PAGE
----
IU women’s hoops talks of national championship; Hoosiers begin season on Thursday


BLOOMINGTON — There was no shyness about it. No false modesty.

When Teri Moren greeted the sports media in Assembly Hall recently to discuss her upcoming Indiana University women’s basketball season, she announced the Hoosiers are good enough to win the 2023-24 NCAA title.

This is unusual behavior among coaches, who more commonly duck bold predictions. Yet with all but one key player returning from a 28-4 team that was ranked as high as No. 2 nationally by The Associated Press, Moren – and her players – might have been ridiculed if they retreated to one-game-at-a-time cliché speak.

Win it all is the plan. They said it loudly.

“I’m a firm believer you first write down all of your goals and you have to talk about your goals,” Moren reiterated in a later interview. “For us, it’s not unrealistic. It’s not off an arrogance. It’s not being boastful. That’s the ultimate goal, I think, for any basketball team.”

Moren, a one-time high school star in Seymour and a college player at Purdue, is in her 10th season coaching the Hoosiers. She has built the program from after-thought to national power, following successful stints at University of Indianapolis and Indiana State.

The Hoosiers are 200-93 under Moren, won at least 20 games in all but one year and have reached the NCAA Elite Eight and Sweet Sixteen.

This club is thinking Final Four at a minimum and going all the way to the title as an option. Grace Berger is now a guard for the Indiana Fever in the WNBA, but all other starters and chief backups return, plus a notable recruiting class.

Last year, IU sold out Assembly Hall for the first time, and team success led to changes in ticket policies going beyond a simple walkup crowd. There are now expectations, but none grander than those harbored by the players.

“I think we have the pieces,” senior All-American Mackenzie Holmes said of becoming national champs. “I think it’s possible for us. We have a team that’s capable.”

The 6-foot-3 Holmes from Maine is a chief reason why the Hoosiers are capable. She averaged 22.3 points and 7.3 rebounds per game last season, and the only thing that ever slowed her was wear and tear on her health.

Guards Yarden Garzon (11.1 points) from Israel, Chloe Moore-McNeil (9.5 points, 4.8 assists) from Tennessee and Sara Scalia (9.5 points) from Minnesota, plus forward Sydney Parrish (12 points) of Fishers, provide a wide range of weapons.

There is height and depth off the bench. The one haunting piece of history for the Hoosiers was how the season ended. They were shockingly upset in the second round of the NCAA tournament by Miami at home. It was a crushing loss, bringing tears and disbelief to a team that won a Big Ten regular-season title.

“I don’t think we’re over it,” Parrish said this fall. “It still hurts.”

Moren, who won regional and national coach of the year awards, spent part of the offseason as an assistant coach for USA Basketball in Spain. And the Hoosiers played in Greece, which helped integrate new and old players and somewhat submerged the Miami loss.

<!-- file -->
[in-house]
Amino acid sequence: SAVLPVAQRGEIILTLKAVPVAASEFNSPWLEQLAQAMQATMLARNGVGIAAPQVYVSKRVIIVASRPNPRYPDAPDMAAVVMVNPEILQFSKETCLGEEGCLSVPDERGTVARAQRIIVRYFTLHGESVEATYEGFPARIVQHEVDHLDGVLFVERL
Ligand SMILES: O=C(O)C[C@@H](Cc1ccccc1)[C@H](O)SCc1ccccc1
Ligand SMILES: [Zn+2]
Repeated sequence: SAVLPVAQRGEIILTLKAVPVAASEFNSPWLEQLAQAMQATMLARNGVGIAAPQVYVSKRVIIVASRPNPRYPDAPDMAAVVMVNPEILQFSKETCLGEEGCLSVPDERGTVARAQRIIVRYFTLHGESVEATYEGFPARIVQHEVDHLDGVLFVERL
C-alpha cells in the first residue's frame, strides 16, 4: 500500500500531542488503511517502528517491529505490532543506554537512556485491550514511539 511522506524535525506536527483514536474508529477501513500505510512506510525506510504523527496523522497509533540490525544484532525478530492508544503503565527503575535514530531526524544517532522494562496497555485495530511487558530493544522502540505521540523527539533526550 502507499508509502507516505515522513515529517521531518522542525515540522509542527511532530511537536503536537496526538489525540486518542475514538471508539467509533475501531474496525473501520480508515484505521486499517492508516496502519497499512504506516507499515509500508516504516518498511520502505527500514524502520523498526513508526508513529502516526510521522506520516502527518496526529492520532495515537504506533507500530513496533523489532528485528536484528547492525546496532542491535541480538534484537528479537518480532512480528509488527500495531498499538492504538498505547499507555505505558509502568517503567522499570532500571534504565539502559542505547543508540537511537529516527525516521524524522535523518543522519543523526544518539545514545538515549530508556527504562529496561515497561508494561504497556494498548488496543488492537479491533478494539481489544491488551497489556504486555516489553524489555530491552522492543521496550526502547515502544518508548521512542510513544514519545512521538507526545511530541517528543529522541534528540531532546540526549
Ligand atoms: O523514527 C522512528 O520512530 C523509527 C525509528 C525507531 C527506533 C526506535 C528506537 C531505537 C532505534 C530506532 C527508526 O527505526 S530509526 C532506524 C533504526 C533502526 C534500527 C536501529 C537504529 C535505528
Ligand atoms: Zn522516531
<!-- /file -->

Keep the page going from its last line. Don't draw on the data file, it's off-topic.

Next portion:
“We have to let it go,” Holmes said. “We have to move past that.”

The aim is to somehow bend the bad experience into a useful one that was a worst-case scenario in a season filled with months of good experiences.

“The biggest thing is not to be satisfied,” said Scalia, who has a deadly three-point shot. “We did a lot of good things last year.”

Holmes, who needed a calculator to keep track of the number of honors she won, could have called it a college career and gone to the WNBA, but she returned.

“She’s just the hardest worker I’ve ever been around,” Parrish said. “Thank you, Mackenzie, for coming back.”

Holmes is as adept a two-handed shooter close to the basket with moves left and right as anyone in the game. During the 2023-24 season that opens Thursday at home against Eastern Illinois at 7 p.m., she will get to play a game Nov. 30 at the University of Maine.

Moren said Holmes’ relations are “All over the moon” because of the game, and Holmes is “super excited.” Likely, busloads of Holmes-IU fans will travel from her Gorham, Maine, hometown.

Garzon, who played guard at 6-5 but can do everything from rebound to shooting from long-range, built strength over the summer. She has been under mental stress lately because of family in Israel during the war with Hamas. But Moren said coaches and Garzon have been in steady contact with those relations in the Middle East and she is coping well.

Before the war began, Garzon said she is very optimistic about IU this season and translating what she picked up playing American basketball as a freshman last year.

“The vibes were a little bit different,” she said. “I had to get used to it. I think I have to be aggressive. I worked a lot during the summer. I think everyone here wants to accomplish a championship. I have a great feeling.”

While IU is thinking of being No. 1, preseason prognosticators have ranked the Hoosiers No. 7 or No. 9. Moren shrugged diplomatically, saying, “It’s great to be in the conversation of being ranked.”

The question of No. 1 or No. 9, or not at all, is all about wins piling up.

“That’s exactly right,” Moren said.

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